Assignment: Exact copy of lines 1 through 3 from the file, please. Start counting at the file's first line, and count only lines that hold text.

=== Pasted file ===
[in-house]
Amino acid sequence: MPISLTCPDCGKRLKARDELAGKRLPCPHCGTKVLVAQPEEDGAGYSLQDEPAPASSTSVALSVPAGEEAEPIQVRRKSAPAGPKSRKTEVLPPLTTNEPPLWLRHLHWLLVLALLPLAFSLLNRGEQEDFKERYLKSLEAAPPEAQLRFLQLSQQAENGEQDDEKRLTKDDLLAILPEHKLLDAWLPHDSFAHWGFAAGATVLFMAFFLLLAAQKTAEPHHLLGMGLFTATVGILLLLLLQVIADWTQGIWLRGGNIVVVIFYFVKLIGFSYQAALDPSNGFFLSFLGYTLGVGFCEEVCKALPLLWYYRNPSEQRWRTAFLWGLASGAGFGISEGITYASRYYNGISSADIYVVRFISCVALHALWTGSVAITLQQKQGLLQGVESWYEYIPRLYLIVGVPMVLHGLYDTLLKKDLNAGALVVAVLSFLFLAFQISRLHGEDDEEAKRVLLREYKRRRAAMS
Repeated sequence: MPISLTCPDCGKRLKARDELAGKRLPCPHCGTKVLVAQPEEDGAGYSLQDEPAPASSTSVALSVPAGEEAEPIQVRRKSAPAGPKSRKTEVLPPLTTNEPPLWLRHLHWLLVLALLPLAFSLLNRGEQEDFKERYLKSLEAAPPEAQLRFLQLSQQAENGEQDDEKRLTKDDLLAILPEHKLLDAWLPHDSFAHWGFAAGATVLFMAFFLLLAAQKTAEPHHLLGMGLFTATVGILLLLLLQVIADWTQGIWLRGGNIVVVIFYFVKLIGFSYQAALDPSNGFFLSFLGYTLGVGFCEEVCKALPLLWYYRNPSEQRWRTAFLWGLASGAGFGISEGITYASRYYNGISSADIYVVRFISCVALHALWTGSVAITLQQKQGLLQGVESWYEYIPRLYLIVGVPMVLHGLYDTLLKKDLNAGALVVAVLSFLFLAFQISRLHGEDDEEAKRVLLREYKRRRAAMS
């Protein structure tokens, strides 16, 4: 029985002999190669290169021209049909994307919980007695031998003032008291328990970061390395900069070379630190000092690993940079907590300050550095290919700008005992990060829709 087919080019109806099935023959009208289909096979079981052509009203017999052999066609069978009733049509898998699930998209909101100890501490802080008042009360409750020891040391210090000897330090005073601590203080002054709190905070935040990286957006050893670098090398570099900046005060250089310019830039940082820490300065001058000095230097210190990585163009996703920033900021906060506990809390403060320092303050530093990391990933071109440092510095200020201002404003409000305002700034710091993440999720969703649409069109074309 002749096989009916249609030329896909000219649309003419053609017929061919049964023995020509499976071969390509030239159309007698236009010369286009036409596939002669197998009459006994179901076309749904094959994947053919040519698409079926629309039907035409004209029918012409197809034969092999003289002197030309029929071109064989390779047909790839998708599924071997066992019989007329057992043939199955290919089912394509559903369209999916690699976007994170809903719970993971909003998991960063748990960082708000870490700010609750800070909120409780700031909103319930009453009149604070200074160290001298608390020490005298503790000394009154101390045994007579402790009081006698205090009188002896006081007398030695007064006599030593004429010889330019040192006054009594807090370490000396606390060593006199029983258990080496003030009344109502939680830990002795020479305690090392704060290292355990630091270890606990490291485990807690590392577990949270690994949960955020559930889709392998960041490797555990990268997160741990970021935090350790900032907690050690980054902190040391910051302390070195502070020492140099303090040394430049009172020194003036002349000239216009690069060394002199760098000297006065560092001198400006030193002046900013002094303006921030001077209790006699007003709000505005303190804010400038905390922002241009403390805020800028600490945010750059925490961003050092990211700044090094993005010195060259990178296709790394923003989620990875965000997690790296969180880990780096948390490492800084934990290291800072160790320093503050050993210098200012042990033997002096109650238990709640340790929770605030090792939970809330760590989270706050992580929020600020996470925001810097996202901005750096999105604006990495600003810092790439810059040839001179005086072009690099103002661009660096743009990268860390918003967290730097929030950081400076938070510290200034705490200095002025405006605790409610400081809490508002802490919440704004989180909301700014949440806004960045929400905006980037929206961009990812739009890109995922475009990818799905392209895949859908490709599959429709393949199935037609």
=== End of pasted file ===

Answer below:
[in-house]
Amino acid sequence: MPISLTCPDCGKRLKARDELAGKRLPCPHCGTKVLVAQPEEDGAGYSLQDEPAPASSTSVALSVPAGEEAEPIQVRRKSAPAGPKSRKTEVLPPLTTNEPPLWLRHLHWLLVLALLPLAFSLLNRGEQEDFKERYLKSLEAAPPEAQLRFLQLSQQAENGEQDDEKRLTKDDLLAILPEHKLLDAWLPHDSFAHWGFAAGATVLFMAFFLLLAAQKTAEPHHLLGMGLFTATVGILLLLLLQVIADWTQGIWLRGGNIVVVIFYFVKLIGFSYQAALDPSNGFFLSFLGYTLGVGFCEEVCKALPLLWYYRNPSEQRWRTAFLWGLASGAGFGISEGITYASRYYNGISSADIYVVRFISCVALHALWTGSVAITLQQKQGLLQGVESWYEYIPRLYLIVGVPMVLHGLYDTLLKKDLNAGALVVAVLSFLFLAFQISRLHGEDDEEAKRVLLREYKRRRAAMS
Repeated sequence: MPISLTCPDCGKRLKARDELAGKRLPCPHCGTKVLVAQPEEDGAGYSLQDEPAPASSTSVALSVPAGEEAEPIQVRRKSAPAGPKSRKTEVLPPLTTNEPPLWLRHLHWLLVLALLPLAFSLLNRGEQEDFKERYLKSLEAAPPEAQLRFLQLSQQAENGEQDDEKRLTKDDLLAILPEHKLLDAWLPHDSFAHWGFAAGATVLFMAFFLLLAAQKTAEPHHLLGMGLFTATVGILLLLLLQVIADWTQGIWLRGGNIVVVIFYFVKLIGFSYQAALDPSNGFFLSFLGYTLGVGFCEEVCKALPLLWYYRNPSEQRWRTAFLWGLASGAGFGISEGITYASRYYNGISSADIYVVRFISCVALHALWTGSVAITLQQKQGLLQGVESWYEYIPRLYLIVGVPMVLHGLYDTLLKKDLNAGALVVAVLSFLFLAFQISRLHGEDDEEAKRVLLREYKRRRAAMS